News A shoutout to the Omeka community

Following all the exciting work and news coming from Day of DH, the Omeka team wants to keep that spirit going by giving a shout-out to all of the people using – and improving – Omeka by sharing the wonderful materials they have.

We’d like to thank all the people who have contributed to Omeka by submitting questions in our forums. These are great people building great new sites, and doing DH by building, tweaking, asking questions, and making new ways to publish their work and holdings.

In the last year or so, we’ve also seen a noticeable increase in the number of people who suggest ideas, insights, and sometimes even code. Sometime this comes via our forums, sometimes via the dev list, sometimes via GitHub. From whatever path it comes, it is always welcome and a wonderful part of doing Digital Humanities in a collaborative way.

We want to highlight a few examples of recent contributions from the Omeka community:

  • Erin Bell has a project that calls for optimizing how we expose Geolocation data, as part of the ongoing awesomeness of Curatescape (a recent winner of an NEH-ODH startup grant).

  • Lincoln Mullen had a great idea to make the workflow for his project easier: an “Add Item” link from the admin bar. He’s added his Add Item Link plugin to the list of plugins for you to enjoy, too.

  • Dave Widmer has also been giving us great patches to improve our code.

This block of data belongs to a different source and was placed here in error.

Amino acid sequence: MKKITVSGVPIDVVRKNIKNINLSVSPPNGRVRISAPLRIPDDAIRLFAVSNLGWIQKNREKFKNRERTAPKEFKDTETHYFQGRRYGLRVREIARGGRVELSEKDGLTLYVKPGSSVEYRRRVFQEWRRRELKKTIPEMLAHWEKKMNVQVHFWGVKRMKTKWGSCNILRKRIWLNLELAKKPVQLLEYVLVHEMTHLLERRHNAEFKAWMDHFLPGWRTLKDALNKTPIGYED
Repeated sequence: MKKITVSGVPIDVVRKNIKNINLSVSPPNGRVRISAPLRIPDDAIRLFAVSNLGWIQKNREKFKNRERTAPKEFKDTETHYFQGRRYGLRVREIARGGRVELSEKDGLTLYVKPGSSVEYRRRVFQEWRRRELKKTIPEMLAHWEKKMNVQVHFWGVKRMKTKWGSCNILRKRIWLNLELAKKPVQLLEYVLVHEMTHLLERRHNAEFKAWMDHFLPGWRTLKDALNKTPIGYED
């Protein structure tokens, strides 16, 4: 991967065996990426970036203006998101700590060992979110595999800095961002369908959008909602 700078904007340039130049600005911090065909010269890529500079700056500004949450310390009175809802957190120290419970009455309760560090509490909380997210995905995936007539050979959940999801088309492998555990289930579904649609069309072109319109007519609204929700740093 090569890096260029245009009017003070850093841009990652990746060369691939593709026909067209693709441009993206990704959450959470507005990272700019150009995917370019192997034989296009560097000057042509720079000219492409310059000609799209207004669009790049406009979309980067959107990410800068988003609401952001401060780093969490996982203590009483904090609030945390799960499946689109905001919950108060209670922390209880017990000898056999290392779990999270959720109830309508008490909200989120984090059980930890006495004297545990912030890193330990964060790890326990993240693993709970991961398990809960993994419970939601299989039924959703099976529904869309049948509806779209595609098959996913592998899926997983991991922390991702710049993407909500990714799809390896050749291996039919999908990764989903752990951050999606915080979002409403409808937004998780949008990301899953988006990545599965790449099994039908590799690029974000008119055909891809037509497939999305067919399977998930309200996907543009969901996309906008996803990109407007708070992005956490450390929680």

• Daniel Lind noticed that dates in Omeka were stored in a format that doesn’t work well across locations, and so we made that change and it will be part of our next release.

  • Iwe Muiser has submitted several issues and fixes to how Omeka users can interact with the site.

  • Katherine Lynch has noticed places where we can improve our ADA compliance, and is submitting helpful patches.

Many individuals are submitting translations since our recent move to internationalization via Transifex, with some notable contributions by:

  • Matti Lassila has produced improvements to our localizations, both for core Omeka and for plugins.

  • Masaki Hidano  built a Japanese localization for our CSV Import plugin, which will be included in our next release of the plugin.

We appreciate all of the small things that you do, and sometimes those are the most important. All of these individual contributions help extend the reach of Omeka, and more broadly, DH, as wide as possible.

I also want to thank our long-time friends at Scholars’ Lab , creators of the great Neatline suite of plugins.

Last but not least, Anne Wootton and Bailey Smith have been hard at work producing plugins and a theme for the PopUp Archive, an archive for sound files of all kinds. This involves sharing PBCore metadata, audio files, and connecting to the Internet Archive. They’ll be describing their work and their plugins and theme in next week’s post.

I hope that gives just a small taste of the activities surrounding Omeka, and the range of people who are part of the community.

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